Fujifilm’s Superia X-TRA 400 35mm film has been a stock mainstay of Walmart and many other Superstores and drug stores in the USA for decades. As you might be aware, Fujifilm has recently been having supply problems, and many stores here in the US have been out of stock of for months on end. Suspicion of the death of another color film has run rampant, with at least one major camera retailer listing Superia as discontinued or unavailable. Hope was recently restored when the same retailer listed a ‘new’ Fujifilm 400 without the “Superia X-TRA” branding, and with box art noting “Made in USA”.

This new film recently showed itself at my local Walmart, so I picked up a 3-pack of 36 exposure rolls for today’s now-reasonable price of $24.98 plus sales tax and spoke to Em about writing a quick review based on my experiences with them.

(I will not digress into the hot topic of film pricing, inflation, and supply chain issues)

Roll 1 – EI 400

I loaded up my recently acquired Minolta Maxxum 700si with a 28-105 Minolta zoom lens and headed out on a slightly overcast Ohio spring day to burn through my first roll. The exposures were made at box speed using aperture priority, and I largely let the camera’s meter do the thinking. I shot handheld, and the shutter speeds were guaranteed fast with the 400-speed film. Obligatory gear shot:

The first roll shots are from my hometown area, consisting primarily of small rural communities centered around agriculture with manufacturing mixed in. We don’t have any grand mountain vistas or rock formations to go full Ansel on, and street photography is walking down a quiet street as everyone whizzes past in their cars.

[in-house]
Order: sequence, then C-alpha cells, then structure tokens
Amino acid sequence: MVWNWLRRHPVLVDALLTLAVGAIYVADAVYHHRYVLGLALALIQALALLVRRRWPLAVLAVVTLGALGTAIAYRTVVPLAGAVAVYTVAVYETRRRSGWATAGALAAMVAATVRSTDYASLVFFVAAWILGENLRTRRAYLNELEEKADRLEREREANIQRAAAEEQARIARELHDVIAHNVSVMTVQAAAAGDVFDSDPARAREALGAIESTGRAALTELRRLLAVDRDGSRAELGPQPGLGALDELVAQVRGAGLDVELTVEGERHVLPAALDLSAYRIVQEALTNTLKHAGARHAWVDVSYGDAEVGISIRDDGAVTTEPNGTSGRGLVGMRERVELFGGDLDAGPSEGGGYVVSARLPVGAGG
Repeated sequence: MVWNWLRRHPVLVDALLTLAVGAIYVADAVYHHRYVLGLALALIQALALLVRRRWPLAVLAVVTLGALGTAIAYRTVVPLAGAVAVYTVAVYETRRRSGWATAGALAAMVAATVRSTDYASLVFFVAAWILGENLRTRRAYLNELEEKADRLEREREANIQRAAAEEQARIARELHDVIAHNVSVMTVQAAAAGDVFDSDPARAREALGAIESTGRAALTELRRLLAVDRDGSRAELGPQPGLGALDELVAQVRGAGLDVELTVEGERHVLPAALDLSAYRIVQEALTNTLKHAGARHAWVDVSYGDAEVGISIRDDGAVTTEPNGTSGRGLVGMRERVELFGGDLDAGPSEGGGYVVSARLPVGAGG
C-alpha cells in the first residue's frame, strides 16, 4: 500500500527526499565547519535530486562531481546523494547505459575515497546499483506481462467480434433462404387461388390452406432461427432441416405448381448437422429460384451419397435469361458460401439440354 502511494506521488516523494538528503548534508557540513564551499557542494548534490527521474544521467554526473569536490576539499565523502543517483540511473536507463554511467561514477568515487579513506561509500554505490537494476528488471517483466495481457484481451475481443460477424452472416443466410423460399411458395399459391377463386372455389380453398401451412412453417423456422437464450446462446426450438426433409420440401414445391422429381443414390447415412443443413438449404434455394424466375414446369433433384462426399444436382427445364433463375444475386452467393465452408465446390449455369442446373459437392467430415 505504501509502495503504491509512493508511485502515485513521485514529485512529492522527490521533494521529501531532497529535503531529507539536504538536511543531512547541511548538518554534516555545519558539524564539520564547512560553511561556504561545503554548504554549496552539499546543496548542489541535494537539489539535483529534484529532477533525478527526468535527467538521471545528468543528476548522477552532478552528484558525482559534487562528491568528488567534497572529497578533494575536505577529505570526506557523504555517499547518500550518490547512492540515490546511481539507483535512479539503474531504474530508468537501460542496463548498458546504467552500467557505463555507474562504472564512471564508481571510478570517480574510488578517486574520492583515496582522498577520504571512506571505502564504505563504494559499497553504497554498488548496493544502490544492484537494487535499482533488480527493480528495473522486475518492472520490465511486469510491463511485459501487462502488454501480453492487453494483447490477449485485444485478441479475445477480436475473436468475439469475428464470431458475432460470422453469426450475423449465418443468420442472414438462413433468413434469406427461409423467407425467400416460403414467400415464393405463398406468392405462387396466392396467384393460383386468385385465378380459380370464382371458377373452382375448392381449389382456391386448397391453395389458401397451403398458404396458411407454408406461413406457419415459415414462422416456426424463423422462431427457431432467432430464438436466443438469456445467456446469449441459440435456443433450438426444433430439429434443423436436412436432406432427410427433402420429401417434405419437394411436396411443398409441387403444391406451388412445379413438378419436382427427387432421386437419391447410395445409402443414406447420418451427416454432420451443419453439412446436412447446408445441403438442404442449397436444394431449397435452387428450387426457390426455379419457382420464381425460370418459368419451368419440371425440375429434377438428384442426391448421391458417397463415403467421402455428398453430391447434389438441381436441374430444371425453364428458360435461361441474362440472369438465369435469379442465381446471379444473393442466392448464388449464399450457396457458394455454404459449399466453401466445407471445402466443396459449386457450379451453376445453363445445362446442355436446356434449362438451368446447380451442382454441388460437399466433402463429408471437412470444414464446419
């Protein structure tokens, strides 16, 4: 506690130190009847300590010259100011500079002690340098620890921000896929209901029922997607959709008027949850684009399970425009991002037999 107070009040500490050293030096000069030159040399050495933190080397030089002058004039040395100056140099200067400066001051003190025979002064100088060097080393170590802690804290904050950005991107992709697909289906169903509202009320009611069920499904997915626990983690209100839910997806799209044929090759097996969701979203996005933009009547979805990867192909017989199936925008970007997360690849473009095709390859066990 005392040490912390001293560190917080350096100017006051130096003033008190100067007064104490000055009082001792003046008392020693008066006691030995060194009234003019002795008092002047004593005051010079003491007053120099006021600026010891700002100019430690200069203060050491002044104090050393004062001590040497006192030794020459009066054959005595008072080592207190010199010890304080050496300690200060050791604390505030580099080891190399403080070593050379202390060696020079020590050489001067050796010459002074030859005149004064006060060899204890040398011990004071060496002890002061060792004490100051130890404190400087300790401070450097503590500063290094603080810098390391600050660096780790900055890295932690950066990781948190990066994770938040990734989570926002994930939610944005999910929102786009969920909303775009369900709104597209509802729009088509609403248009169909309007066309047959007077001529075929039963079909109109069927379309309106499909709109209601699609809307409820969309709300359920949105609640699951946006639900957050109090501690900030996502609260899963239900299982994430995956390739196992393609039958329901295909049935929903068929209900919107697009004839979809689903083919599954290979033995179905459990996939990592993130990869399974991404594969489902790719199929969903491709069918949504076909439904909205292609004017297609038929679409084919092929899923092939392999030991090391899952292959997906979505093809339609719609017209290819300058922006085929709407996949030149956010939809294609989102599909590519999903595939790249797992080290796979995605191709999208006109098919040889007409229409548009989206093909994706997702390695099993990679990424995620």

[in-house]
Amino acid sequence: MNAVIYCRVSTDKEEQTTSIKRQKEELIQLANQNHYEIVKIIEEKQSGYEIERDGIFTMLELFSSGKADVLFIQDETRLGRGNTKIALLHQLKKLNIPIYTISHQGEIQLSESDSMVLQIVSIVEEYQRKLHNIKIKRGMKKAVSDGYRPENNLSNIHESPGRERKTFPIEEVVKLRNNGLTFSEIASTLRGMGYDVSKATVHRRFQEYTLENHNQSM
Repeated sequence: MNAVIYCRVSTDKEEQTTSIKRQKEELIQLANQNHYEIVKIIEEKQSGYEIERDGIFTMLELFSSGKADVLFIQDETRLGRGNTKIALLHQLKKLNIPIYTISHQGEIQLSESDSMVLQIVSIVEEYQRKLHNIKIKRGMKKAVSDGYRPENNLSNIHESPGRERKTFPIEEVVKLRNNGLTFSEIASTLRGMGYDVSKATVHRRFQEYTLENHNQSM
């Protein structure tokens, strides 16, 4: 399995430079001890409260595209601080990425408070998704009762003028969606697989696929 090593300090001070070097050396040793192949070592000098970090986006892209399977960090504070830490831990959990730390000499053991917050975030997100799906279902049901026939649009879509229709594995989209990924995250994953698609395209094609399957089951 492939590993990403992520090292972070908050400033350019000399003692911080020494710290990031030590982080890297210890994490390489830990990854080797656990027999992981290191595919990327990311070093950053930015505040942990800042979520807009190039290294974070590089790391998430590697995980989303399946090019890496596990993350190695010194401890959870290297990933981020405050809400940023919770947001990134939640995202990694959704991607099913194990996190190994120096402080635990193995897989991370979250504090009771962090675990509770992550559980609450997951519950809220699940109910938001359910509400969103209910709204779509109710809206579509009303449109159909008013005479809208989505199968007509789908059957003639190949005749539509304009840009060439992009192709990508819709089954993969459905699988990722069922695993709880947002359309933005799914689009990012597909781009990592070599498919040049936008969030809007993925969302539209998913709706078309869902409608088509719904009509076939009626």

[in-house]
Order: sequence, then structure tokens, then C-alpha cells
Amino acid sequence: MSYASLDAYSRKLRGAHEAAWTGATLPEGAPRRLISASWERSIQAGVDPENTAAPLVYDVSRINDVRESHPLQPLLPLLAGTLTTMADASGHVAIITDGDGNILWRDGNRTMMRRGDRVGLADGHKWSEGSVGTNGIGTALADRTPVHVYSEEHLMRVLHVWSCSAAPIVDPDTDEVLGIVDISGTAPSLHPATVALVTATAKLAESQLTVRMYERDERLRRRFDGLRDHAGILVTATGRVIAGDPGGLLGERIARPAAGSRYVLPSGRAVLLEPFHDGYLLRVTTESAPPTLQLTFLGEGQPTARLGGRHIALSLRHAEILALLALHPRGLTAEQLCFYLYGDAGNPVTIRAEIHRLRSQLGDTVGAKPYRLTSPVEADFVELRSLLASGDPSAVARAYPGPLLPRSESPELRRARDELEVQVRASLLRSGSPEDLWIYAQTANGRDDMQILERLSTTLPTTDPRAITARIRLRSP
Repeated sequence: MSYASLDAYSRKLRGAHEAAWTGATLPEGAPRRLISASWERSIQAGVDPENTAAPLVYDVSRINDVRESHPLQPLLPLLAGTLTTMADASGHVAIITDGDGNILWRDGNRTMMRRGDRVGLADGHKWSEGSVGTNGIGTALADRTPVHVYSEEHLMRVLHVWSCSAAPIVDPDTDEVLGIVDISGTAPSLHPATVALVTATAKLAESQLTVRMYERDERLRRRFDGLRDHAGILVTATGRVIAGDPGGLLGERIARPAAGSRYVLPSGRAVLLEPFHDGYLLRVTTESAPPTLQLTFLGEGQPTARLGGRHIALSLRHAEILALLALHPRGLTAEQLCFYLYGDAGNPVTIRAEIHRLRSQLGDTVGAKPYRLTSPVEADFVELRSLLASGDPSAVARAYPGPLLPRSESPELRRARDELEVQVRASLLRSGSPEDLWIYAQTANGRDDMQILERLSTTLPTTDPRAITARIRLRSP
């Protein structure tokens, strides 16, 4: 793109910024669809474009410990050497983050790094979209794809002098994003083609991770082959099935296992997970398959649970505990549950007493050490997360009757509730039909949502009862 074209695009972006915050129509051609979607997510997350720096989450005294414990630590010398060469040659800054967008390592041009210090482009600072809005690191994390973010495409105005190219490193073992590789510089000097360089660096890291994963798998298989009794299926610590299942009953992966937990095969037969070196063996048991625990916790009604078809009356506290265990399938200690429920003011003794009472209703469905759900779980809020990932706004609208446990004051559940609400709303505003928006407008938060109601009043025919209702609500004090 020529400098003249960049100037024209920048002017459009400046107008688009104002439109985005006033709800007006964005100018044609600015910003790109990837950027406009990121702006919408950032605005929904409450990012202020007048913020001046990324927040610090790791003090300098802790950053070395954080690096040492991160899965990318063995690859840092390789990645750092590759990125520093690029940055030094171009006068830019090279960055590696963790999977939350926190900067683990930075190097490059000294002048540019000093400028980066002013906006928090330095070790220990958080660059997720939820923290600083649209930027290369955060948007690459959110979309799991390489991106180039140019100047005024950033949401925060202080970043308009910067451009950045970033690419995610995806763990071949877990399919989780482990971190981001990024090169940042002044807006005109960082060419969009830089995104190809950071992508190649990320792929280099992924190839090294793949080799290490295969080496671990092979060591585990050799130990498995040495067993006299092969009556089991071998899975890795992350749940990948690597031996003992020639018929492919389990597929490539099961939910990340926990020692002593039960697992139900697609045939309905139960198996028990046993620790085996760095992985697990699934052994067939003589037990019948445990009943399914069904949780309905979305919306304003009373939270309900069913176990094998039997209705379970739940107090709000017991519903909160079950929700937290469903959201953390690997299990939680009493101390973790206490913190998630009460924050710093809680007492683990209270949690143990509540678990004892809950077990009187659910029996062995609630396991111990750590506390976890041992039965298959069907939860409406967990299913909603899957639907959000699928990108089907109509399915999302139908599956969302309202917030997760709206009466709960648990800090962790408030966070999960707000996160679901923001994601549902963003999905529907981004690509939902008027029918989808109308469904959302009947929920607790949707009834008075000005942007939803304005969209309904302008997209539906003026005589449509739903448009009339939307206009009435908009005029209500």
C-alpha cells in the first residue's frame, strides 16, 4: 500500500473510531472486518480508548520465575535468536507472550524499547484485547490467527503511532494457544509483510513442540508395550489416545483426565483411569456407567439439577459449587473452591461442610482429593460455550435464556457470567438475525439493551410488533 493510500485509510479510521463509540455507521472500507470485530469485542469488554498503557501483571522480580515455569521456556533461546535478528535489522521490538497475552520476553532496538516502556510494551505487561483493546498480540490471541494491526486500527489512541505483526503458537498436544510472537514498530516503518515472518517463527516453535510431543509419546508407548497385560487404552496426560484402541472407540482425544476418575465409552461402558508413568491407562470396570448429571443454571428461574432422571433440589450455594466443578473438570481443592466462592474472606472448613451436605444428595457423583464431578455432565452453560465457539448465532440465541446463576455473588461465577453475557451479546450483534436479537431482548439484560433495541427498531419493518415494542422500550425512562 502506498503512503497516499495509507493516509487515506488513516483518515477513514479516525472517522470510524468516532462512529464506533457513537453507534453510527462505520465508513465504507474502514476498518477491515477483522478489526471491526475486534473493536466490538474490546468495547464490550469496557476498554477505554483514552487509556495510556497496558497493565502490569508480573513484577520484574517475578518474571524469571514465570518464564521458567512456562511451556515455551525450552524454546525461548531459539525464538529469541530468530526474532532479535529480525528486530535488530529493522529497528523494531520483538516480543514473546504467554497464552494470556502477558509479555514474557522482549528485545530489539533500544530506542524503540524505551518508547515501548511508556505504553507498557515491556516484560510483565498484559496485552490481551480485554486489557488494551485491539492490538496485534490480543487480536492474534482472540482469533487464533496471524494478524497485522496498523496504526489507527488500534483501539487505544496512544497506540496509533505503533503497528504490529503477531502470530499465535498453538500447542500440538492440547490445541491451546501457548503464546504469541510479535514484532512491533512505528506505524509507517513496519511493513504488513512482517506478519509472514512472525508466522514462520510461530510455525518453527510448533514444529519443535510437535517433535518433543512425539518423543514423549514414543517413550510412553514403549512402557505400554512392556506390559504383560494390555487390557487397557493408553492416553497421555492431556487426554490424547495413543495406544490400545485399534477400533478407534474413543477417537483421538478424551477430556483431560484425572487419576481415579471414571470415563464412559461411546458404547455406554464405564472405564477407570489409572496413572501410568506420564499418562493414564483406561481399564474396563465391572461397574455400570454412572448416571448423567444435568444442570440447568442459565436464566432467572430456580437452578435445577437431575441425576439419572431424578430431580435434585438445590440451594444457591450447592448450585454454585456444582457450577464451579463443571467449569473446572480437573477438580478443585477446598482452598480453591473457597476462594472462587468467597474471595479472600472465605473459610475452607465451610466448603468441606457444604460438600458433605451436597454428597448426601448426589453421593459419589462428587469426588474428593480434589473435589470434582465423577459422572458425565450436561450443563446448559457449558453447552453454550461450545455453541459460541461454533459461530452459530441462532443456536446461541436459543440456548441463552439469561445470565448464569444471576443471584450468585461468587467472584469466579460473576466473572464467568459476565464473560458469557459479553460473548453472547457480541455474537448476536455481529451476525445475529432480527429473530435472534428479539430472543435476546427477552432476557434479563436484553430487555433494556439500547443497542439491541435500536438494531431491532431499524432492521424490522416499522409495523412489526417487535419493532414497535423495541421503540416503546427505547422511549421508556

I enjoy driving the county roads, and seeing the barns built with axes and sweat in the 19th and 20th centuries. They stand as cathedrals to hard work, cattle feeding, and hay storage. As maintenance on these barns becomes more expensive and difficult, many fall, and few are preserved, except through memory and photographs.

I self-developed the film with Kodak’s Flexicolor C41 process at standard temps and times with a Jobo system, and converted the files to digital with a Sony a99ii and Minolta 50mm macro lens using a Cinestill light pad.

Images were converted with Negative Lab Pro in Adobe Lightroom, and have not been significantly manipulated except for cropping, exposure/contrast, minor saturation/color temp, and dust spotting. I’m a bit of a newcomer to DSLR ‘scanning’ and still improving my technique. So far, I’ve been impressed with the resolution and sharp conversions.

A few more frames from my first roll follow:

Roll 2 – EI 1600 + push processing

On a dare from Em, I decided to push a roll to 1600 (2 stops). This called for bringing out my favorite camera, a Minolta a-9 that can focus the SSM lenses made by Sony for the A-mount digital SLRs. The a-9 also has a 1/12,000 top shutter speed for when you want to play with large apertures and bokeh in broad daylight. Most of the push samples below were made with a Carl Zeiss 24-70 f.2.8 zoom lens.